Whatever you choose, you not only need to make sure that it complements the type of product you are selling, but you also need to see if it falls within the budget. If not, you need to account for that and make the necessary adjustments, because what matters most is making sure that the product flies off the shelves at the end of the day.

Set up the chain

Now it is time to approach channel partners, but before you do, ask yourself: What is the logistics? You need to have a clear idea of how orders and return will be handled, if there will be storage needs, how the inventory will be accounted for and so on. Once you have the answer to these questions, you are ready to go.

Pricing and Revenue

You must support your channel partners and pay them for their services. Treat them as a business partner and as a customer. After all, they also have a business to run, so promote their businesses as well. Provide them with training and advertisement where you can to increase their internal efficiency.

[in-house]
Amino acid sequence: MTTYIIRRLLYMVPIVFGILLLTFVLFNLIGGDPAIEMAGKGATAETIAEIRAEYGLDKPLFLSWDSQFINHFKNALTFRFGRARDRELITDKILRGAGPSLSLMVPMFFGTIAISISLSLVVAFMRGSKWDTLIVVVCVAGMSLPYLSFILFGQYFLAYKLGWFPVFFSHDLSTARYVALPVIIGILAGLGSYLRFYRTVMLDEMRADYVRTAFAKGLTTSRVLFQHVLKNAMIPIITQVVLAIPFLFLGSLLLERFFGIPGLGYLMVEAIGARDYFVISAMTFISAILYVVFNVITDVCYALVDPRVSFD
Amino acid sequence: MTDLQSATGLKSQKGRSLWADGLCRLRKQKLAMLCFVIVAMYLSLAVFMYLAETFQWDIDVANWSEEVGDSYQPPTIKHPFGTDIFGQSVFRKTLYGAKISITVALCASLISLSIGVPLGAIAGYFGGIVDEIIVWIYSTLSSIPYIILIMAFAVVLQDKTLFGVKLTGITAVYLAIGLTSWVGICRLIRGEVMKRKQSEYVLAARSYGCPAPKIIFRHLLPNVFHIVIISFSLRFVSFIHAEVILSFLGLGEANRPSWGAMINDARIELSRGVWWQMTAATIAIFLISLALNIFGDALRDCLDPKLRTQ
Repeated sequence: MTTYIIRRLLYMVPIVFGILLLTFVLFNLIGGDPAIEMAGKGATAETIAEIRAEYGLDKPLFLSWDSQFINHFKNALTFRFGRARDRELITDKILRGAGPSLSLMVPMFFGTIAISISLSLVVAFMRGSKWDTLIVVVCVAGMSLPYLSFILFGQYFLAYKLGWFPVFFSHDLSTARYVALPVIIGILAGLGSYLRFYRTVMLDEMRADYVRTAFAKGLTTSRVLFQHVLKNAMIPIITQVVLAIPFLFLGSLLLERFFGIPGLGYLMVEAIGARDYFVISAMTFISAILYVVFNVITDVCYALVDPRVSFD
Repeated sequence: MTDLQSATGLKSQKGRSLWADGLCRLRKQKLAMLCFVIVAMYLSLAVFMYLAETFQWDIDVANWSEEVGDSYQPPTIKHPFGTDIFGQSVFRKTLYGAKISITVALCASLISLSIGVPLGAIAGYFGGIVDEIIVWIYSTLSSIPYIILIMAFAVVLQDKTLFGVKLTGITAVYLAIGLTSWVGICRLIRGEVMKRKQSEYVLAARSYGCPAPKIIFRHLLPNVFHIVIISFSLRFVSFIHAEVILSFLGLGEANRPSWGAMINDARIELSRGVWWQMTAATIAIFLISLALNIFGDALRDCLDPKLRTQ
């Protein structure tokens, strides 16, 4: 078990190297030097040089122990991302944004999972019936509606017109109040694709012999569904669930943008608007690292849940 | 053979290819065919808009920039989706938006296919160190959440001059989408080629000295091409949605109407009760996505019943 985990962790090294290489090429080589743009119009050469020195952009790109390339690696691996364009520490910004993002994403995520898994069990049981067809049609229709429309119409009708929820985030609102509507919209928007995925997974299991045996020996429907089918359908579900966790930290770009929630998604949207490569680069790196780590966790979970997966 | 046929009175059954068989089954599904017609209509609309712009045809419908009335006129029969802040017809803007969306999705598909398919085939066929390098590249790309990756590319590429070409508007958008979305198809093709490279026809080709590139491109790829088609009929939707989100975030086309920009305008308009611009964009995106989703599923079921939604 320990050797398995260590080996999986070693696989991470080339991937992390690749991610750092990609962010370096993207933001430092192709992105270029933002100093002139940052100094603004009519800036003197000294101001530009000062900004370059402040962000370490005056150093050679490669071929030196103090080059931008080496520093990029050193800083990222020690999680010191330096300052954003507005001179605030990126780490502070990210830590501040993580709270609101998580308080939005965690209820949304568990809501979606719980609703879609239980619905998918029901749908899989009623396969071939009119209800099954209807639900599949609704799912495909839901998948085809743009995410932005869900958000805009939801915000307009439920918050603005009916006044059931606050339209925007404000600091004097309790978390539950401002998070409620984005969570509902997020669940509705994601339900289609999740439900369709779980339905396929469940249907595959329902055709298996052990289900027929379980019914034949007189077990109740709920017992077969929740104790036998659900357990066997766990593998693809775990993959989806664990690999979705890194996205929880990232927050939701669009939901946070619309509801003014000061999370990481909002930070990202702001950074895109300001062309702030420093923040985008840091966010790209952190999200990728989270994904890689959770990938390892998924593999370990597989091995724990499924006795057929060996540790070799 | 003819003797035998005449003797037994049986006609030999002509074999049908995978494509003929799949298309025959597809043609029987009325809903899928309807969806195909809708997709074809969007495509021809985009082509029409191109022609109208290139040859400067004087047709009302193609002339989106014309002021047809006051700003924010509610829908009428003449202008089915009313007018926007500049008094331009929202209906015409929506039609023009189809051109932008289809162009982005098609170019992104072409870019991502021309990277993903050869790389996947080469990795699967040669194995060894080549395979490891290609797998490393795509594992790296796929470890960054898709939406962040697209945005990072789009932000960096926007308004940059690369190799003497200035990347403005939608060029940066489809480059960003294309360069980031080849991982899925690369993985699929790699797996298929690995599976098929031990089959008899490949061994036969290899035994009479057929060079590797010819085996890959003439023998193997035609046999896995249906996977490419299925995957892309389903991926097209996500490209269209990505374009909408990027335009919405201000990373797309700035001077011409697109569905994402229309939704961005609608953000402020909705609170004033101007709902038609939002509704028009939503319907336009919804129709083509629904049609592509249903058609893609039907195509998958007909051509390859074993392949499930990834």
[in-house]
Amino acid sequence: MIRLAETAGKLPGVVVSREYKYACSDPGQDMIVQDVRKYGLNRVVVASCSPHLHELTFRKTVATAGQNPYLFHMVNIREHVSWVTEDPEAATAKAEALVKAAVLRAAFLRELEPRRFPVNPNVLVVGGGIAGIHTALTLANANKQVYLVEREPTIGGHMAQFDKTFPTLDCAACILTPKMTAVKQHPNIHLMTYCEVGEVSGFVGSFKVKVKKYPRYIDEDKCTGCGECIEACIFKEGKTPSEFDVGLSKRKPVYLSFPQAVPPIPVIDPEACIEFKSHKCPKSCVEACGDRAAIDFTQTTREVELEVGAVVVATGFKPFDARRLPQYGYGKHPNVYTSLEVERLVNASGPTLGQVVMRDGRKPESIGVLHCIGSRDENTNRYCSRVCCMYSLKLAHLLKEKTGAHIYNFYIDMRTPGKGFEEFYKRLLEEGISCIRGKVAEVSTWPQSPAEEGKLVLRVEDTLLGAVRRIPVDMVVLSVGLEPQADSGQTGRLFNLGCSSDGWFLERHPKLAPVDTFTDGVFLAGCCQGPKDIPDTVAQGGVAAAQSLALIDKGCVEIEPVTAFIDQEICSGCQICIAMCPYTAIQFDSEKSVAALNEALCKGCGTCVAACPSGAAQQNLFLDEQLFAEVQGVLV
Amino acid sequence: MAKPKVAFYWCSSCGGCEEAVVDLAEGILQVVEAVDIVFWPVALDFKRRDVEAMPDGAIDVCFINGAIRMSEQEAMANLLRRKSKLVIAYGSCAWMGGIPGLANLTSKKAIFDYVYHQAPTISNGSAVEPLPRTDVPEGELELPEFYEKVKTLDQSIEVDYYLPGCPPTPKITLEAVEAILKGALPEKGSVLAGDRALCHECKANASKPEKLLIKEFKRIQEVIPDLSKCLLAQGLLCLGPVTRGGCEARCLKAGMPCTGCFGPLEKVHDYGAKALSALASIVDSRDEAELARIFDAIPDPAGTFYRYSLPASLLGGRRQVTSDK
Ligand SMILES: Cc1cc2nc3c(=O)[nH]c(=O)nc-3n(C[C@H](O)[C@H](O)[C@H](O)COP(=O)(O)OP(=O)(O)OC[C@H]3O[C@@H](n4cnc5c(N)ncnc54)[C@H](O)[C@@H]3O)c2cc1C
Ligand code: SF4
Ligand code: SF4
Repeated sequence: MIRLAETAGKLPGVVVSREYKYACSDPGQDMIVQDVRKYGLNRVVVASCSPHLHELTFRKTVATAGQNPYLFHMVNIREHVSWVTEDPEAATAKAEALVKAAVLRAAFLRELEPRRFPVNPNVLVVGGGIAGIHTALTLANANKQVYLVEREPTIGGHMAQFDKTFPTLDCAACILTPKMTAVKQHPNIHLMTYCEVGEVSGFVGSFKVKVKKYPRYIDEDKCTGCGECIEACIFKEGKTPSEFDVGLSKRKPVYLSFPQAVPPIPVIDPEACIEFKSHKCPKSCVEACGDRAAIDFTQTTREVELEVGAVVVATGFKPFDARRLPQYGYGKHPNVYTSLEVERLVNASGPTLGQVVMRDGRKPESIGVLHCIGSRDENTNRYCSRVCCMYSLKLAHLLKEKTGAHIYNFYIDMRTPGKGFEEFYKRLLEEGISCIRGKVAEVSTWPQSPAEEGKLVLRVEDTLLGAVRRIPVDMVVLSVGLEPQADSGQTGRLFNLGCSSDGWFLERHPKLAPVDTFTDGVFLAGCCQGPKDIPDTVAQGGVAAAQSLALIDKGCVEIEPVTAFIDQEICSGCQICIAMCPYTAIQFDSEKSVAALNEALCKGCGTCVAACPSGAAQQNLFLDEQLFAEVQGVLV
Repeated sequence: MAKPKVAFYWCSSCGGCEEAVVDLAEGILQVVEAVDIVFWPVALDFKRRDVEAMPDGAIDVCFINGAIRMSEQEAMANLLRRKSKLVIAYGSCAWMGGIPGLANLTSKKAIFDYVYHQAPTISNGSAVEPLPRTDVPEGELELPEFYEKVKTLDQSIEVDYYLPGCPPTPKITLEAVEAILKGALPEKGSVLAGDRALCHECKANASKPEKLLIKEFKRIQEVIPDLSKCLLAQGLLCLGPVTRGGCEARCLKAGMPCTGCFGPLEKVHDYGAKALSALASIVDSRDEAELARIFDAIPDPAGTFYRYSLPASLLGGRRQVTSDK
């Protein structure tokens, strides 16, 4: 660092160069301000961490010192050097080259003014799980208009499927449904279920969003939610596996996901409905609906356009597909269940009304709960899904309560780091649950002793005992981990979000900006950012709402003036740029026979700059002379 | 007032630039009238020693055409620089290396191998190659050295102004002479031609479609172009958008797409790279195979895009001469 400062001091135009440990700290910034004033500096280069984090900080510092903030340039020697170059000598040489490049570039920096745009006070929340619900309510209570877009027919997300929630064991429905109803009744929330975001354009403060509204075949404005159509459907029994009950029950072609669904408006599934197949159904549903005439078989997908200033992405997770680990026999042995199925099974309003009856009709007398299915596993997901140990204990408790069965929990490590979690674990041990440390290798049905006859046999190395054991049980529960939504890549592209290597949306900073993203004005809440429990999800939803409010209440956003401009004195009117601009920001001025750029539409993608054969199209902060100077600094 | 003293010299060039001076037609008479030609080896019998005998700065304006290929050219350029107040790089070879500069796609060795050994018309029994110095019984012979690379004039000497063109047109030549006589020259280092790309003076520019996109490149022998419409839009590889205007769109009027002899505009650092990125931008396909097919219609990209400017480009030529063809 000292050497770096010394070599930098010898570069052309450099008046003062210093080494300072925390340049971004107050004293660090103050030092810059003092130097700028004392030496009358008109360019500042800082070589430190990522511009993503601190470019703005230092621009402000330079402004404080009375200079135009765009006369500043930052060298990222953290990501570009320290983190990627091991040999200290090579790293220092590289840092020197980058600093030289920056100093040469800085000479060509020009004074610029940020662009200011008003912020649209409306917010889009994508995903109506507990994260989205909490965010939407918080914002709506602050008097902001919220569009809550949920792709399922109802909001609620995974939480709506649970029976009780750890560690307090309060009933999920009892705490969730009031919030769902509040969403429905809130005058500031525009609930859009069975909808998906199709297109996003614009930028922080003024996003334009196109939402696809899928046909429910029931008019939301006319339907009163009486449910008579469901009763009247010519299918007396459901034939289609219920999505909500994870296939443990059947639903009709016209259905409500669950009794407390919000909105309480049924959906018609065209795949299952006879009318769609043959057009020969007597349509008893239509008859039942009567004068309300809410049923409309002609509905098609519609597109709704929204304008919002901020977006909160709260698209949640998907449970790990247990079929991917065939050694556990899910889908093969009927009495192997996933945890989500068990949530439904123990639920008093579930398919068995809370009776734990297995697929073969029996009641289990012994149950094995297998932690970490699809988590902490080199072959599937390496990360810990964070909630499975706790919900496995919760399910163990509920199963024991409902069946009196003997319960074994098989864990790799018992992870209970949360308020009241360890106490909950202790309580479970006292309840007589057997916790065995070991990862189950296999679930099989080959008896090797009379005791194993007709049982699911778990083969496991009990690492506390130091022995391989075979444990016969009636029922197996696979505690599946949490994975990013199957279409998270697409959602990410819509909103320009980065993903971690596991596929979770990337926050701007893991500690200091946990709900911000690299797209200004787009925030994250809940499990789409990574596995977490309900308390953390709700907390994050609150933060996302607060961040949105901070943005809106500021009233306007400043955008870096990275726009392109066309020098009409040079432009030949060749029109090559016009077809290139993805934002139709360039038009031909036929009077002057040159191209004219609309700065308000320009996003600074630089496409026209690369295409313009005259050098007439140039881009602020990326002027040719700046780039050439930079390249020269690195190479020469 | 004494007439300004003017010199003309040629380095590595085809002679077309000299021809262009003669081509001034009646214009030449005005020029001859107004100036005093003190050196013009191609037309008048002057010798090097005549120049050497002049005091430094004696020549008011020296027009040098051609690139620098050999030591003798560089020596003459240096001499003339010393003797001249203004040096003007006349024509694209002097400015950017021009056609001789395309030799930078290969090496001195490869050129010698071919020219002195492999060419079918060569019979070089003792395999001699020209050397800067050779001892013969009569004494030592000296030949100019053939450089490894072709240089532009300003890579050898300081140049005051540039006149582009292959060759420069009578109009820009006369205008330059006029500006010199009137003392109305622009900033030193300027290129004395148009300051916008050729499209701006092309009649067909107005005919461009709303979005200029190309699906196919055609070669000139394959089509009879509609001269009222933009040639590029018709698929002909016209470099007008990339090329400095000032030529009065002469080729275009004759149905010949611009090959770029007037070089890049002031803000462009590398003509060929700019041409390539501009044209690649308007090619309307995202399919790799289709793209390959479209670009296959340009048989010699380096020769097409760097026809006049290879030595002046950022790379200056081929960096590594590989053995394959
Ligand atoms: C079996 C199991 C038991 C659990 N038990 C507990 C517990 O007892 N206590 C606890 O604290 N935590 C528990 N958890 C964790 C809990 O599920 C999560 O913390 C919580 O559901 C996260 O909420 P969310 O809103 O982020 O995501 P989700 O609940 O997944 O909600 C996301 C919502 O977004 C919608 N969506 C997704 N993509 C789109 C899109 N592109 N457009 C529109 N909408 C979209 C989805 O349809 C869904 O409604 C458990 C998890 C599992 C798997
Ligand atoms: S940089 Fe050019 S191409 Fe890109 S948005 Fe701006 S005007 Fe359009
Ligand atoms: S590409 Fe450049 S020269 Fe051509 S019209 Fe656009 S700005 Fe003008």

No matter what you choose as your ideal strategy, make sure to keep tabs on the chain of distribution. Do a regular performance analysis. See if the customers are happy and if everything is performing as well as it should be.

Check out our article on ‘business automation’ to see how you can step up your business’s operations.

DU Desk
DU Desk
Stories from DU Desk are the collective efforts of our in-house authors, guest authors and subject matter experts who collate and distill their ideas and thoughts to bring out actionable insights for our readers.